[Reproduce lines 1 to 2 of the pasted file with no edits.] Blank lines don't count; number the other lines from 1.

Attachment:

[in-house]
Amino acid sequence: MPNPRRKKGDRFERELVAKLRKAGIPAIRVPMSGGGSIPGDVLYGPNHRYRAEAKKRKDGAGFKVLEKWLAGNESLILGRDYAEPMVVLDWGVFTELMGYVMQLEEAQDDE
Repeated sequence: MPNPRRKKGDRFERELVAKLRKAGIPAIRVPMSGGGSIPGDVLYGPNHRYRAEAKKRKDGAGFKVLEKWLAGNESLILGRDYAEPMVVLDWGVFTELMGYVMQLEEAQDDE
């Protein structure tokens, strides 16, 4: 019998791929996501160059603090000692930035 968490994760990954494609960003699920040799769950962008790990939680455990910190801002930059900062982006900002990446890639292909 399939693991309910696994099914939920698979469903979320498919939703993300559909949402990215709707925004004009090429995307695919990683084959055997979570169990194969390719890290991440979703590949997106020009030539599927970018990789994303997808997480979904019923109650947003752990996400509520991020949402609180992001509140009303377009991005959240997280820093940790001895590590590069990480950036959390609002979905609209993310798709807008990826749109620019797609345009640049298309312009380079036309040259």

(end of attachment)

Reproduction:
[in-house]
Amino acid sequence: MPNPRRKKGDRFERELVAKLRKAGIPAIRVPMSGGGSIPGDVLYGPNHRYRAEAKKRKDGAGFKVLEKWLAGNESLILGRDYAEPMVVLDWGVFTELMGYVMQLEEAQDDE